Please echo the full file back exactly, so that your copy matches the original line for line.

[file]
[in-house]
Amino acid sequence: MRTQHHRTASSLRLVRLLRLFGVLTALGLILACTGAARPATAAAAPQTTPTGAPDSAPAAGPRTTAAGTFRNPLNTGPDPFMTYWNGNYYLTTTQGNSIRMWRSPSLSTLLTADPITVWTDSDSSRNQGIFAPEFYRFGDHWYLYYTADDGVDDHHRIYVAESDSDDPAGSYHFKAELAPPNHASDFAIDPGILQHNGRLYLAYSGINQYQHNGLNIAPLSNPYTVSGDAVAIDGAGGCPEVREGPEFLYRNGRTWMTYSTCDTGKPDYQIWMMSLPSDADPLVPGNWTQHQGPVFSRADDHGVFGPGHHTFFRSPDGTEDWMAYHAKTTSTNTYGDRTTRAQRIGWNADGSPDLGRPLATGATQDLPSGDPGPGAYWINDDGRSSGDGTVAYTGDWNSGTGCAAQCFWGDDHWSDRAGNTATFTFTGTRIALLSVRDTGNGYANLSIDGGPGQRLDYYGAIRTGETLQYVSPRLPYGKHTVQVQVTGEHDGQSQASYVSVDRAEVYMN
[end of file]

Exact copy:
[in-house]
Amino acid sequence: MRTQHHRTASSLRLVRLLRLFGVLTALGLILACTGAARPATAAAAPQTTPTGAPDSAPAAGPRTTAAGTFRNPLNTGPDPFMTYWNGNYYLTTTQGNSIRMWRSPSLSTLLTADPITVWTDSDSSRNQGIFAPEFYRFGDHWYLYYTADDGVDDHHRIYVAESDSDDPAGSYHFKAELAPPNHASDFAIDPGILQHNGRLYLAYSGINQYQHNGLNIAPLSNPYTVSGDAVAIDGAGGCPEVREGPEFLYRNGRTWMTYSTCDTGKPDYQIWMMSLPSDADPLVPGNWTQHQGPVFSRADDHGVFGPGHHTFFRSPDGTEDWMAYHAKTTSTNTYGDRTTRAQRIGWNADGSPDLGRPLATGATQDLPSGDPGPGAYWINDDGRSSGDGTVAYTGDWNSGTGCAAQCFWGDDHWSDRAGNTATFTFTGTRIALLSVRDTGNGYANLSIDGGPGQRLDYYGAIRTGETLQYVSPRLPYGKHTVQVQVTGEHDGQSQASYVSVDRAEVYMN